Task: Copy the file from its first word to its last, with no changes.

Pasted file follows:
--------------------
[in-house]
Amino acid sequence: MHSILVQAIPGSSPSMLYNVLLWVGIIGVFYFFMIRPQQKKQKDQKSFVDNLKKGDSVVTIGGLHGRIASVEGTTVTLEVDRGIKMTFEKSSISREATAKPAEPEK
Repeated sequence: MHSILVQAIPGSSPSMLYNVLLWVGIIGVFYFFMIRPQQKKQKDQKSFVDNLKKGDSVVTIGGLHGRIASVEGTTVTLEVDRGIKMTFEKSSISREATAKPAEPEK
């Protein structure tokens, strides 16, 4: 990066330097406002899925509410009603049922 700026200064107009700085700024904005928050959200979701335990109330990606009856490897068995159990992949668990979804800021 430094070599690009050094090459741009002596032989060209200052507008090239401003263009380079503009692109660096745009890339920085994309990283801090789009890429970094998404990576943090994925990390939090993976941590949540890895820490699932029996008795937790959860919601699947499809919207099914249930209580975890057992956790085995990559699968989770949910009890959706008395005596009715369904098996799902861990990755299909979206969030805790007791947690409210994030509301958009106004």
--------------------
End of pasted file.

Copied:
[in-house]
Amino acid sequence: MHSILVQAIPGSSPSMLYNVLLWVGIIGVFYFFMIRPQQKKQKDQKSFVDNLKKGDSVVTIGGLHGRIASVEGTTVTLEVDRGIKMTFEKSSISREATAKPAEPEK
Repeated sequence: MHSILVQAIPGSSPSMLYNVLLWVGIIGVFYFFMIRPQQKKQKDQKSFVDNLKKGDSVVTIGGLHGRIASVEGTTVTLEVDRGIKMTFEKSSISREATAKPAEPEK
């Protein structure tokens, strides 16, 4: 990066330097406002899925509410009603049922 700026200064107009700085700024904005928050959200979701335990109330990606009856490897068995159990992949668990979804800021 430094070599690009050094090459741009002596032989060209200052507008090239401003263009380079503009692109660096745009890339920085994309990283801090789009890429970094998404990576943090994925990390939090993976941590949540890895820490699932029996008795937790959860919601699947499809919207099914249930209580975890057992956790085995990559699968989770949910009890959706008395005596009715369904098996799902861990990755299909979206969030805790007791947690409210994030509301958009106004």